Explore #135: Robert Fletcher and Son Limited paper mill, Greenfield, Oldham, UK – July 2015

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History (also partly including abridged and rewritten histories from here and here – all original rights acknowledged)

Robert Fletcher joined the paper mill business of Ralph Crompton and Nephews, Bleachers and Papermakers, Stoneclough and Manchester in 1830 shortly after it had opened, and rose through the ranks to eventually become manager of the whole mill. After the last of the Crompton brothers died the succession of the mill was offered to Robert Fletcher.

Fletcher controlled the mill until his death on 17 May 1865, when he was succeeded by his sons John and James, who were in turn followed by their sons who were also named John and James.

By 1897 the business had become a limited company, employing 200 workers – a number which would rise to 1,000 at the peak of production. There were 7 paper making machines, which produced only a fraction of the paper 3 more modern machines later produced. A second mill was opened in 1921, specialising in the production of cigarette papers and the company had sales offices in London and Manchester and agencies in many foreign countries.

The company was bought in 1986 by the Melton Medes conglomerate who reportedly turned a loss making business into a profitable one. However, as the price of wood pulp soared in the 1990s the business became untenable. The two sites were then owned as separate group companies – Robert Fletcher (Stoneclough) Limited, and Robert Fletcher (Greenfield) Limited. The Stoneclough site was closed in 2000 with the loss of 120 jobs, but despite this the remaining business continued to decline. In 2001 several suppliers and creditors applied to wind up both companies, forcing the overnight closure of the remaining Greenfield site. Both companies entered into administration in October 2001, and were finally being wound up in January 2007. However, to this day Robert Fletcher and Son Limited (incorporated on 17 November 1958) still remains as an active company, owned by Nottingham Industrialist Nat Puri.

Whilst the Stoneclough factory was quickly demolished and redeveloped into housing for nearby Manchester, the more rural Greenfield site has just been left to decay.

Our Explore
We left Norfolk slightly later than intended on a Friday night, so missed the sunset explore we had planned and instead headed straight to our luxurious accommodation that night – a motel on an industrial park on the outskirts of Rotherham! The next morning was a traditional early start, but we were rewarded with a beautiful sunrise as we drove through the northern tip of the Peak District National Park…

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We soon parked up and made our access – which was certainly quite a challenging and exciting affair – I can’t really say much more than that…

I absolutely loved the three or so hours we spent exploring the mill – it really is a bit of a special time capsule, with machinery, tools, and the workers’ personal effects left abandoned from the day the site closed.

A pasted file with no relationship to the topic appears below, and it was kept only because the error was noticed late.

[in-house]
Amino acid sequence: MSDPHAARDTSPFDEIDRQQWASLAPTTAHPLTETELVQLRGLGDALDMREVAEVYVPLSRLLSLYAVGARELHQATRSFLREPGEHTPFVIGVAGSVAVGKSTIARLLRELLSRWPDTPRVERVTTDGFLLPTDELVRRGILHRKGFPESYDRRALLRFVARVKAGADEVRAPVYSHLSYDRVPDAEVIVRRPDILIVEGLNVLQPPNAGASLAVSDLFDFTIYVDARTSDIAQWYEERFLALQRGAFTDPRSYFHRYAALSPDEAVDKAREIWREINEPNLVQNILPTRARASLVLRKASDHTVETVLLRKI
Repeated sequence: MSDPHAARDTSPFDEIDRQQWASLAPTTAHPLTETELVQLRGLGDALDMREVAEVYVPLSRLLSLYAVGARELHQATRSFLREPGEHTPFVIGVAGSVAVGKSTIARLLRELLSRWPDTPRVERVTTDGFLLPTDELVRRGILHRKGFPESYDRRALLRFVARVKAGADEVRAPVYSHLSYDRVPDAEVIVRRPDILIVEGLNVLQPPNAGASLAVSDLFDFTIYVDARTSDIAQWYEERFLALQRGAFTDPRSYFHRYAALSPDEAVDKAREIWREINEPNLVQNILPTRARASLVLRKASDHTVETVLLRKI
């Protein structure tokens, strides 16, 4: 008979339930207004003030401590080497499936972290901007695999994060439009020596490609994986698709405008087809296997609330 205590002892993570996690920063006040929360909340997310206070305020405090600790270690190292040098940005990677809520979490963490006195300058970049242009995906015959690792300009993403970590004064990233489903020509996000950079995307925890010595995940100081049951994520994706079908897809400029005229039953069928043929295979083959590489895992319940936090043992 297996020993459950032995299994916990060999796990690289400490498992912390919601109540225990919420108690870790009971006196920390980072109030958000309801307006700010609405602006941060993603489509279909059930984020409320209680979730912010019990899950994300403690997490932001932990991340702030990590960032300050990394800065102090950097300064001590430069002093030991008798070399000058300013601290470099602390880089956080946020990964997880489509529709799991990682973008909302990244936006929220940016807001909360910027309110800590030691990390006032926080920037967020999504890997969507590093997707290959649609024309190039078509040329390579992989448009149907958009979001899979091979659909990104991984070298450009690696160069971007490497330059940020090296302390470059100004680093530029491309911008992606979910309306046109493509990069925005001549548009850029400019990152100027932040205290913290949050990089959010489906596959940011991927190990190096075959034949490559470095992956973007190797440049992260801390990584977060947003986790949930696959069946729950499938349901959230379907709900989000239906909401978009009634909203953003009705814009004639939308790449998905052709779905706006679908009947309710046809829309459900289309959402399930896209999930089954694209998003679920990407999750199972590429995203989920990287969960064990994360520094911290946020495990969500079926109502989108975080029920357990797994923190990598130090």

We began in the wood pulp storage area, where is would be separated and transferred through to the mashing machines…

As always, click on a photo to VIEW LARGE

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We then moved on to the decaying offices, laboratory, and workers’ locker rooms…

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A pinup in one of the lockers of Jo Guest in now defunct 90s lads’ mag Loaded.

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A copy of the 1966 Union workers’ Agreement – setting out agreed working conditions, hours, pay, etc. Unfortunately it was hard to photograph due to the reflection on the grimy perspex covering it…

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The next part of the factory had the wood pulp mashing machines…

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We then explored a small cloakroom area, with boots and other items left abandoned…

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The next room was one of the largest, with the huge pulp rollers and greenery sprouting up everywhere…

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The final section of the mill was the finishing area, where the paper was put onto rolls.

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I liked this split staircase with peeling wallpaper goodness in the workers’ canteen…

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A small office in the finishing area.

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On the right are the large rolls on which the finished paper would be stored.

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More decay and greenery…

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In a pitch black room we discovered this broken pipe, water gushing out… god only knows what effect this is going to have on the place if it isn’t turned off/fixed – there is active security on the site, so they may (or may not) deal with it at some stage I suppose…

We finished off the explore in the last part of the mill to be built – where larger more modern machinery was installed. Sadly it still failed to save the failing business..

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…and I’ll leave you with a couple of shots of the mill, nestled in its rural surroundings.

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Thanks for reading this pulp non-fiction.
Adam X

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One thought on “Explore #135: Robert Fletcher and Son Limited paper mill, Greenfield, Oldham, UK – July 2015

  1. Pingback: Explore #76a (revisit): Camping overnight at St Joseph’s Seminary, Upholland, Lancashire – July 2015 | Adam X

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